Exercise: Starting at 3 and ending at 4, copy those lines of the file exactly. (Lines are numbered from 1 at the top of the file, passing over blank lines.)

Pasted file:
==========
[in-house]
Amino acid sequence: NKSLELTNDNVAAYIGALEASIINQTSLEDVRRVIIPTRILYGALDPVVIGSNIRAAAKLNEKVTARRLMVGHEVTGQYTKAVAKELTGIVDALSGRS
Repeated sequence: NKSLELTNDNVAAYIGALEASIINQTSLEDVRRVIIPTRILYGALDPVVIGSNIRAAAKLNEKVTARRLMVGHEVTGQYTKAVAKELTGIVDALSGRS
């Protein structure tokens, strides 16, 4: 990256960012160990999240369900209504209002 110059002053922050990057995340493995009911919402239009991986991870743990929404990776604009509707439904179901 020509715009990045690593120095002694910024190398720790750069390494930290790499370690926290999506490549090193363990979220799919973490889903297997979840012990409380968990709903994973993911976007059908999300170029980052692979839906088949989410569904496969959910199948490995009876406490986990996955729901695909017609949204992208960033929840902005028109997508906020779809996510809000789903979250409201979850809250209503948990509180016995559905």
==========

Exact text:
Repeated sequence: NKSLELTNDNVAAYIGALEASIINQTSLEDVRRVIIPTRILYGALDPVVIGSNIRAAAKLNEKVTARRLMVGHEVTGQYTKAVAKELTGIVDALSGRS
């Protein structure tokens, strides 16, 4: 990256960012160990999240369900209504209002 110059002053922050990057995340493995009911919402239009991986991870743990929404990776604009509707439904179901 020509715009990045690593120095002694910024190398720790750069390494930290790499370690926290999506490549090193363990979220799919973490889903297997979840012990409380968990709903994973993911976007059908999300170029980052692979839906088949989410569904496969959910199948490995009876406490986990996955729901695909017609949204992208960033929840902005028109997508906020779809996510809000789903979250409201979850809250209503948990509180016995559905």